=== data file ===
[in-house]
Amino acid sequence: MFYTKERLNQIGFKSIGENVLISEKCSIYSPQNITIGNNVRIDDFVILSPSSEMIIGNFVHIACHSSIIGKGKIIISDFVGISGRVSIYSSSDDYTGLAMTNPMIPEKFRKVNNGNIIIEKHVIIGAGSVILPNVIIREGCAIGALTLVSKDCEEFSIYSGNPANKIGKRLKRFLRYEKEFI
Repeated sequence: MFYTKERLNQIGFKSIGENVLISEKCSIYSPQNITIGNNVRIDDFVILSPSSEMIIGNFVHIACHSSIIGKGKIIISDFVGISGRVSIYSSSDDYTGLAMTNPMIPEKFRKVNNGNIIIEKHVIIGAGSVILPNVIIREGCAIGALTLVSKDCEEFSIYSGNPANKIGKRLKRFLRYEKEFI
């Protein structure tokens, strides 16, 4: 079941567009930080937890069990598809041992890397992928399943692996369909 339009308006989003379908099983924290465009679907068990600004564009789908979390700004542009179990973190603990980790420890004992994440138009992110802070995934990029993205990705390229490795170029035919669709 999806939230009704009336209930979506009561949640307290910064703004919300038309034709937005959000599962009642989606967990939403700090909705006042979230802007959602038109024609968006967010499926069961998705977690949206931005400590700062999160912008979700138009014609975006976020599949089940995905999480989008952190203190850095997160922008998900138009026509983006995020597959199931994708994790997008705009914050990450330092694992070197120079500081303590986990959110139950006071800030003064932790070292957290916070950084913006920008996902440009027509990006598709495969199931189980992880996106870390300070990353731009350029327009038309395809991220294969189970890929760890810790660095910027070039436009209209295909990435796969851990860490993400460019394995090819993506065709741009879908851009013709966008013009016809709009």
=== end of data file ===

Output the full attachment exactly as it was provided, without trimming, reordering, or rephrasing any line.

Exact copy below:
[in-house]
Amino acid sequence: MFYTKERLNQIGFKSIGENVLISEKCSIYSPQNITIGNNVRIDDFVILSPSSEMIIGNFVHIACHSSIIGKGKIIISDFVGISGRVSIYSSSDDYTGLAMTNPMIPEKFRKVNNGNIIIEKHVIIGAGSVILPNVIIREGCAIGALTLVSKDCEEFSIYSGNPANKIGKRLKRFLRYEKEFI
Repeated sequence: MFYTKERLNQIGFKSIGENVLISEKCSIYSPQNITIGNNVRIDDFVILSPSSEMIIGNFVHIACHSSIIGKGKIIISDFVGISGRVSIYSSSDDYTGLAMTNPMIPEKFRKVNNGNIIIEKHVIIGAGSVILPNVIIREGCAIGALTLVSKDCEEFSIYSGNPANKIGKRLKRFLRYEKEFI
């Protein structure tokens, strides 16, 4: 079941567009930080937890069990598809041992890397992928399943692996369909 339009308006989003379908099983924290465009679907068990600004564009789908979390700004542009179990973190603990980790420890004992994440138009992110802070995934990029993205990705390229490795170029035919669709 999806939230009704009336209930979506009561949640307290910064703004919300038309034709937005959000599962009642989606967990939403700090909705006042979230802007959602038109024609968006967010499926069961998705977690949206931005400590700062999160912008979700138009014609975006976020599949089940995905999480989008952190203190850095997160922008998900138009026509983006995020597959199931994708994790997008705009914050990450330092694992070197120079500081303590986990959110139950006071800030003064932790070292957290916070950084913006920008996902440009027509990006598709495969199931189980992880996106870390300070990353731009350029327009038309395809991220294969189970890929760890810790660095910027070039436009209209295909990435796969851990860490993400460019394995090819993506065709741009879908851009013709966008013009016809709009």